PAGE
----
AOpen AX63 Pro Apollo Pro 133 Slot-1 ATXby Elliott Lee Hazen on November 6, 1999 4:32 PM EST
- Posted in
Ever since Intel gave up sole licensing, VIA has been creeping up and has become a popular competitor. VIA started with the Apollo Pro chipset and then continued on to make a chipset that is pin-compatible to Intel's BX: the Apollo Pro Plus. VIA chipsets used to have some AGP problems, but with the latest drivers, it's much more stable. Now, with the recent entrance of the Apollo Pro 133A, it's time to clean up the Apollo Pro 133 motherboards. So, to commence our reviews of the 133's, here is the AOpen AX63Pro.
Even though AOpen made an Apollo Pro Plus board -- the AOpen AX63 -- it's good to see one of the big boys in motherboards continuing to support the third party chipset manufacturers. There are not many competitors to Intel out there, but VIA has done a good job of keeping up with chipset releases. With the addition of Ultra DMA 66 support and the 133MHz memory bus speed, AOpen might have made another winner. Read on to see if AOpen continues the trend of solid, well constructed, non-Intel motherboards with the introduction of the AX63Pro.
New Anand Tech Report Card Rating 90/A-
Apollo Pro 133
/ 66.8 / 68 / 75 / 78 / 81 / 83 / 83.3
1.5x - 8.0x
3 168pin DIMM Slots
0 AMR Slots
1 AGP Slot
5 PCI Slots (4 Full Length)
2 ISA Slots (1 Shared / 1 Full Length)
Award 4.60 PGMA
As mentioned above, the AOpen AX63 Pro runs on the Apollo Pro 133 chipset and you can add up to 768 MB of SDRAM. If you are looking for an older Apollo Pro Plus AOpen board, the strikingly similar predecessor is the AOpen AX63. While AOpen recently came out with a BX board in the AX6BC Pro II, which has a 6/0/1 (PCI/ISA/AGP) slot configuration, the AX63 Pro features the older 5/2/1 slot configuration with a total of 3 DIMM slots. All but a single PCI slot can take a full length card while neither of the ISA slots is capable of accepting full length cards.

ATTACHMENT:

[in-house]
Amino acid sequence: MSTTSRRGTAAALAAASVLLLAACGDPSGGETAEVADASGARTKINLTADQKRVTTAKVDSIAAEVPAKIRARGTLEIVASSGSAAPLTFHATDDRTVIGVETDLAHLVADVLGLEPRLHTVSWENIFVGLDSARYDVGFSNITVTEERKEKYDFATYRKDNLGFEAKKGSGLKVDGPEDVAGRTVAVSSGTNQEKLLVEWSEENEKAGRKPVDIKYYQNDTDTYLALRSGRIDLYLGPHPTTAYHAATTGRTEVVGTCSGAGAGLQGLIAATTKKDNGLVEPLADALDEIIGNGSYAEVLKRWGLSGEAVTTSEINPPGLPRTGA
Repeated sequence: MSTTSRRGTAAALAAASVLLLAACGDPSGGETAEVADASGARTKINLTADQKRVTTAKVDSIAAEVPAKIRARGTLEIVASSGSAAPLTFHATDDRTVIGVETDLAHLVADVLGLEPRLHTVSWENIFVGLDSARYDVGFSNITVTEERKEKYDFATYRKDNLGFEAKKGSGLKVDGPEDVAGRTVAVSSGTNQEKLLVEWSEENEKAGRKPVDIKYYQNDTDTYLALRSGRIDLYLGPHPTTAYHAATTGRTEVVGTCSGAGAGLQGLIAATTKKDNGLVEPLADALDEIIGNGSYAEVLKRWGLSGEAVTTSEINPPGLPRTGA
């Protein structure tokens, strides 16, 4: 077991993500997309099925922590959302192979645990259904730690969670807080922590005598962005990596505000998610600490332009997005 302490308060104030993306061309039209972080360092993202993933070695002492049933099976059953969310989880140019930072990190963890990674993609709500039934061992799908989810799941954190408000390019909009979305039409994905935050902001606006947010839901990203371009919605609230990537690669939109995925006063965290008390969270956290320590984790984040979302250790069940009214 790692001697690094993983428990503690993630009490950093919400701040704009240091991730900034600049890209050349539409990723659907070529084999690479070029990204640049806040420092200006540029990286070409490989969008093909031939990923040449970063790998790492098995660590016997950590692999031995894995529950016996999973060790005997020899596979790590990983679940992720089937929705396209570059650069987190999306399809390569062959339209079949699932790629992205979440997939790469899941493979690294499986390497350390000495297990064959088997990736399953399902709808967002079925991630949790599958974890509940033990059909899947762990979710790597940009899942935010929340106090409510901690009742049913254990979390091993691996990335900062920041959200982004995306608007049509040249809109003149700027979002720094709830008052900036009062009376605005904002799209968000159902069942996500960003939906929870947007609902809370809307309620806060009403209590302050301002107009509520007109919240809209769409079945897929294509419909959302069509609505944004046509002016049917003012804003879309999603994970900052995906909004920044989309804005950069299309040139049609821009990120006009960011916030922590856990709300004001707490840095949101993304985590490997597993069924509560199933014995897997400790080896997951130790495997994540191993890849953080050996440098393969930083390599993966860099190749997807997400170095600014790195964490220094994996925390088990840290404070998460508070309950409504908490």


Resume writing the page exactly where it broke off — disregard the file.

The board is tight fitting to the ATX specification other than the placement of the floppy drive at the top of the board. In terms of fan connectors, there are only two on this board -- one directly next to the chip and the other below the PCI slots at the left front of the board. There were a good number of capacitors both around the chip and a few smaller ones scattered around the board. There are four 2200uF capacitors, nine 1500uF caps around the chip and two near the DIMM slots.
Instead of the standard green heatsink, there is a gold colored one unique to to AOpen's pro line, which is mounted with thermal tape onto the chipset. The advantage of using thermal tape, instead of the ever popular spring clips, is that the tape allows more heat to be transferred to the heatsink. The CPU is held in place by a retention mechanism that folds up from the board but is already in place.
One important thing to note is that the Mobile South Bridge VT82C596B handles UDMA 33 and 66 duties, as opposed to some boards which include a separate UDMA 66 chip. Read AnandTech's Ultra ATA 66 review for more information on UDMA 66. Therefore, both IDE channels support UDMA 66, unlike some other motherboards, which have a separate chip and IDE channels for UDMA 66.